I had a colleague many years ago who I remember teaching the children of our Sunday School to sing ‘God first, me last, and everyone else in between’. It was a sentiment with which I was and remain deeply uncomfortable, not least because it is profoundly at odds with the teaching of Jesus who in Matthew 22 says:
‘Love the Lord your God with all your heart and with all your soul and with all your mind.’ This is the first and greatest commandment. And the second is like it: ‘Love your neighbour as yourself. ’All the Law and the Prophets hang on these two commandments.”
By contrast to the Sunday School verse, Jesus teaching addressed the complexity of decision making that lies before us as a nation and as a world as we emerge slowly, hesitatingly, from the pandemic and seed to address the twin challenges of tackling global health and global poverty.
Jesus begins with God, creator of the world and all that inhabits it, including each one of us. This is a world and its peoples who are precious to God for which we are to care and in which we are to seek the wellbeing of all. He then asks us to consider together the needs of our neighbour and our own need, and of course he had some very pertinent things to say about who our neighbours are – Jesus was not afraid of crossing boundaries between communities and nations. Jesus is clear that our needs and the needs of our neighbours are not separate issues, but are deeply connected needing to be addressed together.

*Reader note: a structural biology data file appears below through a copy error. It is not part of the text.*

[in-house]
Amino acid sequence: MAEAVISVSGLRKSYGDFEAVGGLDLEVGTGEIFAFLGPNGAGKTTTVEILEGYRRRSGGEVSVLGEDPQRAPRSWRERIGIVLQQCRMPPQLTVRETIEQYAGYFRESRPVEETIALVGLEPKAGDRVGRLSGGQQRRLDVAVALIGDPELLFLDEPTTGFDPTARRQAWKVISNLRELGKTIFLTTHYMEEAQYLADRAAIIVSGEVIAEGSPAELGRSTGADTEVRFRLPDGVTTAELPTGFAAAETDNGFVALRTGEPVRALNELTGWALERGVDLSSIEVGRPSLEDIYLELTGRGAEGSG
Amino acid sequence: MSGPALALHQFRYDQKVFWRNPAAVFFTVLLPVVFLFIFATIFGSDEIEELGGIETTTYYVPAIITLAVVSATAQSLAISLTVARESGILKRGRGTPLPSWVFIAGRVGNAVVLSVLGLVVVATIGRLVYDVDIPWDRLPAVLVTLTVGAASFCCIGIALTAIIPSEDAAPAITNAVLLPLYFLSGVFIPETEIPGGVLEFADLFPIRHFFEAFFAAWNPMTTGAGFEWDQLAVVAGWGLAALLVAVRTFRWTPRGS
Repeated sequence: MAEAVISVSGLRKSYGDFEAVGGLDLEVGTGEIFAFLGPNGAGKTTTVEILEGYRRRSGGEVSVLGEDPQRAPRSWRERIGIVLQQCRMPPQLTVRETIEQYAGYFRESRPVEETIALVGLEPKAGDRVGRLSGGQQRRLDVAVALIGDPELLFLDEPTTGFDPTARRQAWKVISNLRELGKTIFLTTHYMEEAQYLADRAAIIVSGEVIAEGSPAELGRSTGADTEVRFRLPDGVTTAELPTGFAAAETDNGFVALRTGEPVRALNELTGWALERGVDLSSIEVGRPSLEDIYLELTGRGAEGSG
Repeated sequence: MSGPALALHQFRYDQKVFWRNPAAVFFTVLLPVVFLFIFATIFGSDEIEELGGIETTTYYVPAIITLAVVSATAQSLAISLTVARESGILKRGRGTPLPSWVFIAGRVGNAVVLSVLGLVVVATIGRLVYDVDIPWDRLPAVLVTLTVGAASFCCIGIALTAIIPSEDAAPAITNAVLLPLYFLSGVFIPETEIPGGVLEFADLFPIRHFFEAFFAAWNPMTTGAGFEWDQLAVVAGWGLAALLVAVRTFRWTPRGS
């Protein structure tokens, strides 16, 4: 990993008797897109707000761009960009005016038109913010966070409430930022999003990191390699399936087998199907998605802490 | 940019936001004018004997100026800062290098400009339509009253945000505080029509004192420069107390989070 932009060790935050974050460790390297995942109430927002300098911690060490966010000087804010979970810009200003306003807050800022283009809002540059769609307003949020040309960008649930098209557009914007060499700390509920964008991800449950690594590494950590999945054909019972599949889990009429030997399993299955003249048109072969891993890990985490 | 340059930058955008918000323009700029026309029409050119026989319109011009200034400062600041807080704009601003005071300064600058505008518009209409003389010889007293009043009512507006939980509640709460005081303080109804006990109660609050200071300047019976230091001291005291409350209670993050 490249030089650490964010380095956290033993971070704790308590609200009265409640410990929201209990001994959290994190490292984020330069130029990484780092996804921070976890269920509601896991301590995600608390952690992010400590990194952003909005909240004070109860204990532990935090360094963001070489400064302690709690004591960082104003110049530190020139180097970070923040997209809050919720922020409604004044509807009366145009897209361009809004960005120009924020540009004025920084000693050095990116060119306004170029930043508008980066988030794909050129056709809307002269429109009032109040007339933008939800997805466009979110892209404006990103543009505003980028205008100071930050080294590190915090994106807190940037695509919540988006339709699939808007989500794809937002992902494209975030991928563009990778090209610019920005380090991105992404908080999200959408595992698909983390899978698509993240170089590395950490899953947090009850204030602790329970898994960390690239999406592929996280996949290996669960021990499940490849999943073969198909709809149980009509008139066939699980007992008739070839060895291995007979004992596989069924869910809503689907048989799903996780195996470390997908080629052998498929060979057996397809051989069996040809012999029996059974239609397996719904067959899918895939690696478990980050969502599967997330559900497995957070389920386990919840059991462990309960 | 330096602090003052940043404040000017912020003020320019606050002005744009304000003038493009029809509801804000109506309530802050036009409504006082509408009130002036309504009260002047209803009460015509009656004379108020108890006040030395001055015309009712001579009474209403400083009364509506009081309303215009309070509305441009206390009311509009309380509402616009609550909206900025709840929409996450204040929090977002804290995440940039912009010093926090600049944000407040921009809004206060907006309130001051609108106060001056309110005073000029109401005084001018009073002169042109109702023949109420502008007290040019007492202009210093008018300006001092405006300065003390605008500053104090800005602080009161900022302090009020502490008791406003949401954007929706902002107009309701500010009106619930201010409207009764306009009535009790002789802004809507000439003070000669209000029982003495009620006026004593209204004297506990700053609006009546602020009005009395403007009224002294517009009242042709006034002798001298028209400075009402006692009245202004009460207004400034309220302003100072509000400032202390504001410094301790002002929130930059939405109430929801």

It is absolutely right therefore that governments and health services around the world work to protect the citizens of their particular nations. This is a God given responsibility. But Jesus is clear that this cannot be done in isolation. As we care for our own citizens, so we need to look to the good of others. Jesus knows the truth of the now well quoted saying ‘no one is safe until we are all safe’. For those who are blessed with more, as we are in this country, comes therefore greater responsibility. If we are to keep ‘the law and the prophets’, we have to take to heart the command of Jesus to ‘love our neighbours as ourselves’.
This week we pray for the leaders of the world’s largest economies who will be gathering and pray that they will have a wider vision of God’s world beyond national boundaries and a thirst for the common good in which each and every human being of whatever race or creed or nationality is know as precious to God and therefore to us. We pray that such a vision will lead to action for the most vulnerable and for a world in which we can all live life in all its fullness.
May we also pray for the courage that our voice will be heard as we seek justice and that our deeds, however small, may also reflect that justice for which we pray.